Aim: the aim of the present study was to investigate the correlation between some anthropometric and body composition characteristics of wheeled athletes (WA) and sport-specific performance outcomes. For WA, reduced physical capacity in injured parts of the body would results in great alterations in their body composition. The assessment of body composition of WA could be an important way of measuring the results of an athlete’s training (1), as well as of achieving real improvements in performance and training quality. Method: 19 WA (12 basketball [WB] and 7 rugby [WR] players) were recruited after signed informed consent. Total body and regional body composition were evaluated by means of Dual-energy X-ray absorptiometry using a total body scanner (QDR Explorer W, Hologic). Stature, body circumferences (upper arm relaxed and wrist) and body lengths and widths (shoulder-elbow, elbow-wrist, transverse chest, anterior-posterior chest, elbow and wrist) were measured according to standard procedures. A battery of 5 reliable and valid (2) field test (‘5 meters sprint’, ‘slalom’, ‘20 meters sprint with ball’, ‘maximal pass’ and ‘suicide’) consisting of a combination of skills were used to evaluate the performance outcomes of WA. Measurements were taken at the beginning of the competitive season. Data were stratified by sport (WB and WR), and the Pearson's two-tailed product-moment correlation coefficient (r) was used to assess the correlation between anthropometric and body composition parameters and sport-specific performance outcomes. Statistical significance was set at P≤0.05. Results: no significant correlation was found between fat mass (at the total body and regional level) and sport-specific performance parameters. Significant positive correlations (P<0.05) were found between body composition parameters (total body bone mineral content and fat free mass, and trunk, right and left arm fat free mass) and performance, with exception of the ‘maximal pass’ test. The same was found for several body dimensions (shoulder-elbow, transverse chest, anterior-posterior chest and wrist) and upper arm relaxed circumference. ‘5 meters sprint’, ‘slalom’, ‘20 meters sprint with ball’ and ‘suicide’ test positively correlated with each other, while ‘maximal pass’ test negatively correlated with the other field tests.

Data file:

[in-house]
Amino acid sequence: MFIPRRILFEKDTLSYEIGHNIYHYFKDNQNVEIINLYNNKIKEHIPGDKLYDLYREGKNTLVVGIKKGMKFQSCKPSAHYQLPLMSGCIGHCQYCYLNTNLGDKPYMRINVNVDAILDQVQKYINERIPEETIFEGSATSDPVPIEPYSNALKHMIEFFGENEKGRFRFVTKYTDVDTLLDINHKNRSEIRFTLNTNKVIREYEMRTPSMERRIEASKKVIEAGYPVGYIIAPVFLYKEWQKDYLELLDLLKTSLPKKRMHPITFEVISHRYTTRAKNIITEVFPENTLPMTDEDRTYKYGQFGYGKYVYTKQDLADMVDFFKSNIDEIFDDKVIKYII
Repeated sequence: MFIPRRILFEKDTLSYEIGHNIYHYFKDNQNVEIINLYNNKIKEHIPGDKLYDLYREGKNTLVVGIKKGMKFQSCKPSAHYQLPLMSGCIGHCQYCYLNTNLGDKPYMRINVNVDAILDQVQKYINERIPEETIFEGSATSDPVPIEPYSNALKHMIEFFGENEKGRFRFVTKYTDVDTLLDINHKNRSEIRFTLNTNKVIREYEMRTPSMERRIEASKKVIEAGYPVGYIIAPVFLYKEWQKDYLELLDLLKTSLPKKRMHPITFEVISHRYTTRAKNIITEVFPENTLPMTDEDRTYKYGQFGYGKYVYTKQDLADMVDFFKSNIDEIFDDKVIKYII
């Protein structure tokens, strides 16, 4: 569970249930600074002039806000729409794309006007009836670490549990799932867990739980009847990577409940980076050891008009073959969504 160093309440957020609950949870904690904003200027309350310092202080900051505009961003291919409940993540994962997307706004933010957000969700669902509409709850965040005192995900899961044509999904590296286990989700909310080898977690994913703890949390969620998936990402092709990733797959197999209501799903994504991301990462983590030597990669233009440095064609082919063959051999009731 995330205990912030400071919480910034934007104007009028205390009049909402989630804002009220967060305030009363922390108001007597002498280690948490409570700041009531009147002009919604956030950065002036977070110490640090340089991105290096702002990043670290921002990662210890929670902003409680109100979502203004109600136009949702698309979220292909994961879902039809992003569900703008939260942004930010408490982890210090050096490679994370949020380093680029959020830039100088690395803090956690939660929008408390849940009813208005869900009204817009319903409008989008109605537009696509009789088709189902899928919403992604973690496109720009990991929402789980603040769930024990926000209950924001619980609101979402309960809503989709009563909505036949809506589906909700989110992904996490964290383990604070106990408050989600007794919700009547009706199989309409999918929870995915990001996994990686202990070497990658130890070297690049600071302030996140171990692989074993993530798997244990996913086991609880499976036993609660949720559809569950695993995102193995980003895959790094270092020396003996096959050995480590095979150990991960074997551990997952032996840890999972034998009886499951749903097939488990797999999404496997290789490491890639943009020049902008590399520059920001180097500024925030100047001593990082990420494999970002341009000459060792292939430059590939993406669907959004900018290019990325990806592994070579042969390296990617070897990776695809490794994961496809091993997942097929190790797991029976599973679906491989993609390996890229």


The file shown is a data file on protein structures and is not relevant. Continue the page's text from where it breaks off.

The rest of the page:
Anthropometry, body composition and performance in wheelchair basketball and rugby players.

CAVEDON, Valentina;MILANESE, Chiara;PISCITELLI, Francesco;ZANCANARO, Carlo
2013

Abstract

Aim: the aim of the present study was to investigate the correlation between some anthropometric and body composition characteristics of wheeled athletes (WA) and sport-specific performance outcomes. For WA, reduced physical capacity in injured parts of the body would results in great alterations in their body composition. The assessment of body composition of WA could be an important way of measuring the results of an athlete’s training (1), as well as of achieving real improvements in performance and training quality. Method: 19 WA (12 basketball [WB] and 7 rugby [WR] players) were recruited after signed informed consent. Total body and regional body composition were evaluated by means of Dual-energy X-ray absorptiometry using a total body scanner (QDR Explorer W, Hologic). Stature, body circumferences (upper arm relaxed and wrist) and body lengths and widths (shoulder-elbow, elbow-wrist, transverse chest, anterior-posterior chest, elbow and wrist) were measured according to standard procedures. A battery of 5 reliable and valid (2) field test (‘5 meters sprint’, ‘slalom’, ‘20 meters sprint with ball’, ‘maximal pass’ and ‘suicide’) consisting of a combination of skills were used to evaluate the performance outcomes of WA. Measurements were taken at the beginning of the competitive season. Data were stratified by sport (WB and WR), and the Pearson's two-tailed product-moment correlation coefficient (r) was used to assess the correlation between anthropometric and body composition parameters and sport-specific performance outcomes. Statistical significance was set at P≤0.05. Results: no significant correlation was found between fat mass (at the total body and regional level) and sport-specific performance parameters. Significant positive correlations (P<0.05) were found between body composition parameters (total body bone mineral content and fat free mass, and trunk, right and left arm fat free mass) and performance, with exception of the ‘maximal pass’ test. The same was found for several body dimensions (shoulder-elbow, transverse chest, anterior-posterior chest and wrist) and upper arm relaxed circumference. ‘5 meters sprint’, ‘slalom’, ‘20 meters sprint with ball’ and ‘suicide’ test positively correlated with each other, while ‘maximal pass’ test negatively correlated with the other field tests.
body composition; wheelchair; sports
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Utilizza questo identificativo per citare o creare un link a questo documento: https://hdl.handle.net/11562/653183
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